Crime and criminality is not a Turks and Caicos problem.  But the ongoing spree of violence – which we have seen is unafraid of threatening preachers, teachers, executives, government ministers, law enforcers, grand-mothers, little children or tourists and guests – begs the question, are we doing enough?  Are we finding creative and effective ways to represent a life of rightness and discourage a life of wrongness.  Are we there for each other at those critical, pivotal, life-shaping times.  Is there enough energy toward empathy? Are we investing the time, creating an equitable environment and are we willing to invest the sweat today to shape the Turks and Caicos we want for tomorrow?

I do not believe we are there.  I want to be wrong. I need to be wrong.

Magnetic Media is a Telly Award winning multi-media company specializing in creating compelling and socially uplifting TV and Radio broadcast programming as a means for advertising and public relations exposure for its clients.


Five Cays Shooting Death




June 22nd, 2024.

Homicide detectives of the Royal Turks and Caicos Islands Police Force are actively investigating a murder in Five Cays, Providenciales.

Initial reports indicate that shortly after midday, the Police Control Room received several calls stating that gunshots were being heard in the area of the Community Center.

RT&CIPF officers responded to the given location and found the lifeless body of a male with what appeared to be gunshot wounds about the body.

The RT&CIPF is asking anyone with information that may help in this investigation to contact the closest police station, 911, the Serious Crime Unit at 231-1842, or Crime Stoppers at 1-800-8477 to provide any information anonymously.

Additionally, individuals are encouraged to download the Crime Stoppers P3 app to share information.

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Media Release

June 22nd, 2024.


Two occupants of an aircraft were rescued around 3:28 p.m. today (June 22) following an intensive sea search around Providenciales.

The occupants –two males- are currently receiving medical attention.

The Royal Turks and Caicos Islands Police Force can confirm that shortly after midday, the Air Tower received a report regarding an aircraft landing on water (ditching) approximately 11 miles from Northwest Point, Providenciales.

The aircraft had departed from the United States and experienced engine failure.

Having received reports of the incident, a Strategic Coordinating Group with representation from the RT&CIPF, the TCI Civil Aviation Authority, the Airport Authority, the Department of Disaster Management and Emergencies, and the Ministry of Health was activated to coordinate the search and rescue.

The group worked closely with partners from OpBat and received confirmation that a United States Coast Guard helicopter had successfully rescued the two persons after three hours.

The victims were brought ashore.

Acting Assistant Commissioner of Police Mat Newton said, “I wish to express my profound gratitude and acknowledge the invaluable support of our national and international partners.

“This successful rescue operation is a testament to our collective strength and coordination. With the full support from our US partners and the local marine community, I extend my heartfelt thanks to our OpBat partners and the crew of the US Coastguard helicopter, as well as the Marine Branch of the RT&CIPF, the staff of the Department of Environment and Coastal Resources (DECR), the Department of Fisheries and Resources Management, Caribbean Cruisin, and vessels from the TCI Search and Rescue Association.

“We are now in the process of initiating an investigation into the accident in close liaison with the Civil Aviation Authority.”

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Swiss-Canadian Pilot speaks from Hospital bed; was THREE HOURS in TCI waters after Crash Landing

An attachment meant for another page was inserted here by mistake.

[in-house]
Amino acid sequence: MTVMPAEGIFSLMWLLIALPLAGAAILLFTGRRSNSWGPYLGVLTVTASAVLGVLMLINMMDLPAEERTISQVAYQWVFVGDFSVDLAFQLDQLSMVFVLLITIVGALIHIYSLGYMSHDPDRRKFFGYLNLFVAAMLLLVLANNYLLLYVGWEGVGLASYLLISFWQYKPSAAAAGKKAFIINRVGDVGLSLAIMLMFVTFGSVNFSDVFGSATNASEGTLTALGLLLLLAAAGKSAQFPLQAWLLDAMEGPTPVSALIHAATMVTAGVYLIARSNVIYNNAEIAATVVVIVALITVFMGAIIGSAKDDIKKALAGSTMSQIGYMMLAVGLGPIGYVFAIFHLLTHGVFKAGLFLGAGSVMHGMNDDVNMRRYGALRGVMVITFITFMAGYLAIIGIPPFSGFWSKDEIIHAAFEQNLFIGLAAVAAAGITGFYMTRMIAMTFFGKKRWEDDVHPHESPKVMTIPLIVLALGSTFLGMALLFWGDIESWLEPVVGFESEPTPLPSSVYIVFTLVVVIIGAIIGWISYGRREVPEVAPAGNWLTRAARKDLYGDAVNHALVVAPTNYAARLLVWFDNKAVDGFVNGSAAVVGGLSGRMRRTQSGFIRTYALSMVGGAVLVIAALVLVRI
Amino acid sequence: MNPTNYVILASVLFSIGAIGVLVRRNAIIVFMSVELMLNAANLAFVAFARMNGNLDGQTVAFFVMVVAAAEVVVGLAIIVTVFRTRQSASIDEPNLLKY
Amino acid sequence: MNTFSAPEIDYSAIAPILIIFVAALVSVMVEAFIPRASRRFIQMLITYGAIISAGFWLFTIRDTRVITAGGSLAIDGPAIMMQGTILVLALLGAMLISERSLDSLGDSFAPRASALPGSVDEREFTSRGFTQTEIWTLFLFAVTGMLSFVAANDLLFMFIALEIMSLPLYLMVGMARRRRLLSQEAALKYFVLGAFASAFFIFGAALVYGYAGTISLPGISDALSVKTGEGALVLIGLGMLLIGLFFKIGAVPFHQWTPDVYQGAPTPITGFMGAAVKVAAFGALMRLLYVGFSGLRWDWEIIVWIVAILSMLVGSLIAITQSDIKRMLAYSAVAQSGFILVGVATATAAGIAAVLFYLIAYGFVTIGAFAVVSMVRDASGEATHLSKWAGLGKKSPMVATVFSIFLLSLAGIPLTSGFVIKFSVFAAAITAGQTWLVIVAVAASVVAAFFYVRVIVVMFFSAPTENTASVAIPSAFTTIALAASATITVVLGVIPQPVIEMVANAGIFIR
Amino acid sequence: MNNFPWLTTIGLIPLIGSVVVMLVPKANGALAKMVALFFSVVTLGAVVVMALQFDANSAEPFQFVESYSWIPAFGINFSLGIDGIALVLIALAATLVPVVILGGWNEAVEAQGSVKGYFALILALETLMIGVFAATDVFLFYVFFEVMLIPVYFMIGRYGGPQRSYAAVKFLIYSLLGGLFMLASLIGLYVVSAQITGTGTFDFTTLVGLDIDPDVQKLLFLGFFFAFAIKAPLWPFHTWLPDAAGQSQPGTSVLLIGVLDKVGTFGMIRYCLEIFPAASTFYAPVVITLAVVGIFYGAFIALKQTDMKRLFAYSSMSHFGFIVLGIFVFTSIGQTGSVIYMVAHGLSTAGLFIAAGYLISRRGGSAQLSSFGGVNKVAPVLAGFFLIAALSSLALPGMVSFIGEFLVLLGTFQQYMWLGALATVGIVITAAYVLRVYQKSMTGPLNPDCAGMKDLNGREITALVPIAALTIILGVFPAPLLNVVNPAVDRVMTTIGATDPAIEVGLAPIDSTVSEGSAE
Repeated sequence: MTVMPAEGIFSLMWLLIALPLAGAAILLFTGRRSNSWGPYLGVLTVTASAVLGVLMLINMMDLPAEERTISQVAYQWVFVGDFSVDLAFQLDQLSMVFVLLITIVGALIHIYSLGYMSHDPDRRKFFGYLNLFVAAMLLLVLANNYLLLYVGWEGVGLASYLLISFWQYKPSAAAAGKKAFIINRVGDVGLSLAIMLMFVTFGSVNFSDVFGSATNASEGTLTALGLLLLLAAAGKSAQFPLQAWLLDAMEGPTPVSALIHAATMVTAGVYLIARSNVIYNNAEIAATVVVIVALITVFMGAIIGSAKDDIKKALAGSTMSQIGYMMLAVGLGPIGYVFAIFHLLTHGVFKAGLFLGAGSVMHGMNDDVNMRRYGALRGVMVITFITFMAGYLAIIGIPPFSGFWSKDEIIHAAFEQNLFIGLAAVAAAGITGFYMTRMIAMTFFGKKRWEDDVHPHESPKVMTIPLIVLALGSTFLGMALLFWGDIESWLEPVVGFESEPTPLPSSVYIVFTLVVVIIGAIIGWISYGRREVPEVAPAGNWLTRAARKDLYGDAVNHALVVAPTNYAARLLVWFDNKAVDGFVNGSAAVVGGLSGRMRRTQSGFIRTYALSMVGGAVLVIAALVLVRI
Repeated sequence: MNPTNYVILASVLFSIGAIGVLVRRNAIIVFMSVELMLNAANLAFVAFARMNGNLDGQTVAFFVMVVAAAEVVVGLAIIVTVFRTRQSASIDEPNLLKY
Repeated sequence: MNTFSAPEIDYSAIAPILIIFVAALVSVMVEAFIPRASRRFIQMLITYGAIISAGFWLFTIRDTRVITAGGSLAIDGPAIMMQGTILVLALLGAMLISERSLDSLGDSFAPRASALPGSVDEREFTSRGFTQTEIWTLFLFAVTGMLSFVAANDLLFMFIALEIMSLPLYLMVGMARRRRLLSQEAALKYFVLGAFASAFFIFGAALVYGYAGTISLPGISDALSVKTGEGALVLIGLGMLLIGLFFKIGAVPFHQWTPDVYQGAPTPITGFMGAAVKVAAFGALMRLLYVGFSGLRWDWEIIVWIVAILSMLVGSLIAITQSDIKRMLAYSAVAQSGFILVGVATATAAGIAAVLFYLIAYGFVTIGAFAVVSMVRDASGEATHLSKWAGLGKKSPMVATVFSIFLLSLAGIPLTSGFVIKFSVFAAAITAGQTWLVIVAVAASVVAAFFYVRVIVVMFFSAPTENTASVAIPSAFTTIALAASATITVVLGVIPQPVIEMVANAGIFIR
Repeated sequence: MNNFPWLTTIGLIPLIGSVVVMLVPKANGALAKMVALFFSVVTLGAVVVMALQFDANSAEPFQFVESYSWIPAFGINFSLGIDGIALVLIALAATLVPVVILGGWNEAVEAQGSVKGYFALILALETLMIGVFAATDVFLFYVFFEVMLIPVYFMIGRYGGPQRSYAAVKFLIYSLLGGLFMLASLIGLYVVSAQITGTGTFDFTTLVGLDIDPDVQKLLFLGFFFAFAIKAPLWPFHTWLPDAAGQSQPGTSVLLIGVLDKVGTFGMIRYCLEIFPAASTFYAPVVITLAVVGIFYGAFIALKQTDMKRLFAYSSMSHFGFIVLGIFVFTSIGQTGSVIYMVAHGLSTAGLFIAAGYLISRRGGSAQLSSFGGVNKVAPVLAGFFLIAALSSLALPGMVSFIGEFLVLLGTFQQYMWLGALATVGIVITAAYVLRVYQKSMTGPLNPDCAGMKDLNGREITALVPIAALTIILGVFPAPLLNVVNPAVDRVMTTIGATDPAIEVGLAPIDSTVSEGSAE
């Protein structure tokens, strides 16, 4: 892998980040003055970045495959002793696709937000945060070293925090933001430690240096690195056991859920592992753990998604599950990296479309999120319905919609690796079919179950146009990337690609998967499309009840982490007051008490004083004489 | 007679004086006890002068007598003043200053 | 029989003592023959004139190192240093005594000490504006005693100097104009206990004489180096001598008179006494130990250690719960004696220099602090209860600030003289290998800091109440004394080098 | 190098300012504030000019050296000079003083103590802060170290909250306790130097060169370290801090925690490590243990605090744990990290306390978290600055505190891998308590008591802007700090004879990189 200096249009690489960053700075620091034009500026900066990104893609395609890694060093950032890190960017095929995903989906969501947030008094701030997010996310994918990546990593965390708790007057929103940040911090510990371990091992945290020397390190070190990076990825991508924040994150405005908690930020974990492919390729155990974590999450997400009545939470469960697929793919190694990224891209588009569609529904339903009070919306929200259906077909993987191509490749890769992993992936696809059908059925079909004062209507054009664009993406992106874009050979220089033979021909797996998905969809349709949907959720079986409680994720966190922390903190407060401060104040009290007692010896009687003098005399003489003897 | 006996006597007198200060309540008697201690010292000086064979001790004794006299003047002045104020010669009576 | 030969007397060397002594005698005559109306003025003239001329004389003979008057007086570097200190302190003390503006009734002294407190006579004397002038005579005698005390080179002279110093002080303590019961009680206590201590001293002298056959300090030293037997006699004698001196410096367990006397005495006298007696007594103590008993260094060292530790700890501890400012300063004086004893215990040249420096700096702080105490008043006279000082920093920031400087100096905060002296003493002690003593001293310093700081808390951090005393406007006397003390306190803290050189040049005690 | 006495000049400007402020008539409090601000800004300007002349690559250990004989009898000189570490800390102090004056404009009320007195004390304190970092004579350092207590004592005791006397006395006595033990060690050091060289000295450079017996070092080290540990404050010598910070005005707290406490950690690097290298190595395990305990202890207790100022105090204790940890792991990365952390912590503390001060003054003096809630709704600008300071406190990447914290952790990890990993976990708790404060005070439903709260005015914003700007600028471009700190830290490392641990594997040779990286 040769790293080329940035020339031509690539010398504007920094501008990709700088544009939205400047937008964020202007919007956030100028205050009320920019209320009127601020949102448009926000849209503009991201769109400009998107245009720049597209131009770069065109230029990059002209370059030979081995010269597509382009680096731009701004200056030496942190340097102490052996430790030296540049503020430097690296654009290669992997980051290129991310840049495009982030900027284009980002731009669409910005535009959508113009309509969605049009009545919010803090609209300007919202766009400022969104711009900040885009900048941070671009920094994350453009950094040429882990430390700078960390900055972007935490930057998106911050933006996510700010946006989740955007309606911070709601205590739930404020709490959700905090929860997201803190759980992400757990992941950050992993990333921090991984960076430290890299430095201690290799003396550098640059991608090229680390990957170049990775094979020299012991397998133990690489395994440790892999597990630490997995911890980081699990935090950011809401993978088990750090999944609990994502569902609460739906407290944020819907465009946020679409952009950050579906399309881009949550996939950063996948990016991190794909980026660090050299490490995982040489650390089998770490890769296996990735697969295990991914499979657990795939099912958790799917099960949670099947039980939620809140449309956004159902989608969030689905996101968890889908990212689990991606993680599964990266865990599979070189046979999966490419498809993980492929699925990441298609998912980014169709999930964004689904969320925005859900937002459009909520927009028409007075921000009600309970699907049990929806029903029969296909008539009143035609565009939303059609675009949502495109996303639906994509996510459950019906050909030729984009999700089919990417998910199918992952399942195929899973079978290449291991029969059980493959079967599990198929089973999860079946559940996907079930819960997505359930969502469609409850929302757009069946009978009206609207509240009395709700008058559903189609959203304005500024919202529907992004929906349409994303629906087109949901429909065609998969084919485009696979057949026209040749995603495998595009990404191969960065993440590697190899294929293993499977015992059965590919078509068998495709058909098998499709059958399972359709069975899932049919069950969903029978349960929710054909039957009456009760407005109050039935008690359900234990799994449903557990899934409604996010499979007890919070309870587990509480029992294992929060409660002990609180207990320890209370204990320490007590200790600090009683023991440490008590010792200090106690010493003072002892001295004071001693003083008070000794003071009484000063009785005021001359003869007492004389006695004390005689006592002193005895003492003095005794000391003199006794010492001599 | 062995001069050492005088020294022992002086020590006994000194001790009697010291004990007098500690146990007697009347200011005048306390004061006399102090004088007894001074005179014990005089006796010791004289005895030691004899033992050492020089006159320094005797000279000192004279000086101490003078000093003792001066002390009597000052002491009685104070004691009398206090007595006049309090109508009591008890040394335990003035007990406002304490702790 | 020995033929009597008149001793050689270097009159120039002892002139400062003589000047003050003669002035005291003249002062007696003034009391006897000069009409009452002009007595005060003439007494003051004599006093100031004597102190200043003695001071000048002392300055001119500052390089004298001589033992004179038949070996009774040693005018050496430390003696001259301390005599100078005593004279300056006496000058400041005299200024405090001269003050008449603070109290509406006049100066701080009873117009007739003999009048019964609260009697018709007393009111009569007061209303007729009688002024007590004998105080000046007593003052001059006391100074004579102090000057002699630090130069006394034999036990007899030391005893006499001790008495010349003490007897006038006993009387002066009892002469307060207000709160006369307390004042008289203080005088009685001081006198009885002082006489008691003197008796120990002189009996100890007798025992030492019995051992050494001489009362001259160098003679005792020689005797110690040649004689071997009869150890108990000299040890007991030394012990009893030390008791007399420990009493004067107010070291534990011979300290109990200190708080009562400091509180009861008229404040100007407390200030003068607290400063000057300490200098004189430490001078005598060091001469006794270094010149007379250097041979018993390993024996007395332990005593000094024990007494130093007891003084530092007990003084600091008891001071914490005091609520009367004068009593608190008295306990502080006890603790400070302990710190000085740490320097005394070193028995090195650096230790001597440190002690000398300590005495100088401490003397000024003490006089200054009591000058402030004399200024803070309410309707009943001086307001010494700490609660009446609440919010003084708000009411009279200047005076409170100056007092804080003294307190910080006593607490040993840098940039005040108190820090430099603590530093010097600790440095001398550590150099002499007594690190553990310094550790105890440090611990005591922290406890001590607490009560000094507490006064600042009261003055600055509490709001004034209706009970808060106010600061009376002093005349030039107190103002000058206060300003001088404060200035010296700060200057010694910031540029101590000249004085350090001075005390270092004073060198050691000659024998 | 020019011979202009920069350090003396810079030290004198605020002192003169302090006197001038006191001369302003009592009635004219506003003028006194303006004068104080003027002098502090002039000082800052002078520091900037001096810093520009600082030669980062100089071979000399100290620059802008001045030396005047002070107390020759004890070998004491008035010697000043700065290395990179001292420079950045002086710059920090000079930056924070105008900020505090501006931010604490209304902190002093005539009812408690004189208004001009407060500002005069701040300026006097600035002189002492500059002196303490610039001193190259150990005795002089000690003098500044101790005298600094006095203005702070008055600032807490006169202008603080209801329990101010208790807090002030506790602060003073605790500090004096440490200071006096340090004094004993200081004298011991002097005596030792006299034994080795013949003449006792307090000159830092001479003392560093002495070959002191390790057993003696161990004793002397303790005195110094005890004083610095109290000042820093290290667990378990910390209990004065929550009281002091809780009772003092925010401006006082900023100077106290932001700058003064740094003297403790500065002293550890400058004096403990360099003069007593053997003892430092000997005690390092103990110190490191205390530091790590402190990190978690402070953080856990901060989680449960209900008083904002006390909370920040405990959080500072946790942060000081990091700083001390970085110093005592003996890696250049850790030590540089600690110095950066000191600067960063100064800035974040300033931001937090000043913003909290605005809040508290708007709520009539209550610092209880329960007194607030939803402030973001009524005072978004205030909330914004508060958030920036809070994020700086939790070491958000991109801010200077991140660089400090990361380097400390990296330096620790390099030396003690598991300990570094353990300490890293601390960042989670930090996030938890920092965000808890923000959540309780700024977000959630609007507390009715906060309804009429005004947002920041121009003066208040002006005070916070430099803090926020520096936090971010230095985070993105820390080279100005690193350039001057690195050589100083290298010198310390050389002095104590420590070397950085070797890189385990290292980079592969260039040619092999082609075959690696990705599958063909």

By Wilkie Arthur, Danae Dennie, Deandrea Hamilton

Editorial Team


#TurksandCaicos, June 22, 2024 – For three hours in the wide open Atlantic Ocean, the two men who were aboard a twin engine aircraft forced on Saturday to crash land in waters near Providenciales held onto hope and each other, certain they would be rescued. Miraculously both men are now back on dry ground and are expected to make a full recovery, with local doctors reporting only superficial wounds as evidence of their harrowing experience.

Islanders in the Turks and Caicos learned about the aircraft mayday around 12:30 p.m.

“The Coast Guard received information from dispatch.  Survivors contacted dispatch by satellite phone saying they can see the helicopter.  Two persons in the water wearing yellow life jackets.  Several boats, as well as helicopter still actively searching,” was a key update shared with us around the time the men were pulled from the water.

It was shared with Magnetic Media that the private flight took off from Palm Beach, Florida around 8 a.m. on June 22 that the duo ran into some problems over the Turks and Caicos where they had planned to make a fuel stop.  Instead of refueling, there was an “orchestrated decent”; something pilots are trained to perform in the event of an emergency.

Wilkie Arthur of Eagle Legal News secured an interview with the man piloting the plane. He confirmed it was a twin engine aircraft, that both people on board survived and that he was Swiss-Canadian, his passenger, a Frenchman.

“The water was warm (pilot laughs) and I knew it was important for us to stay together, with each other and I had the watch and he had the phone and we just tried to get somebody to find us because it is hard to see such a small airplane in the swells but if they know that some people are alive, then they keep searching.”

The Swiss Canadian who opted to withhold his identity said that he was in good spirits and commended the rescue effort.

“I guess everybody is happy.  It was good coordination from local and US Coast Guard and the folks here, taking care of us.”

The men are being treated at the Cheshire Hall Medical Centre in Providenciales, brought in by ambulance minutes before 5 p.m.

Mr. Arthur spoke to the pilot as he lay, bandaged but grateful in a hospital bed.

In a press release, the Turks and Caicos Minister for Aviation, Arlington Musgrove expressed his thanks to the various agencies and the TCI boating community for their rapid response.

“Your service is commendable and is demonstrable of the rich community spirit that exists in the Turks and Caicos Islands.”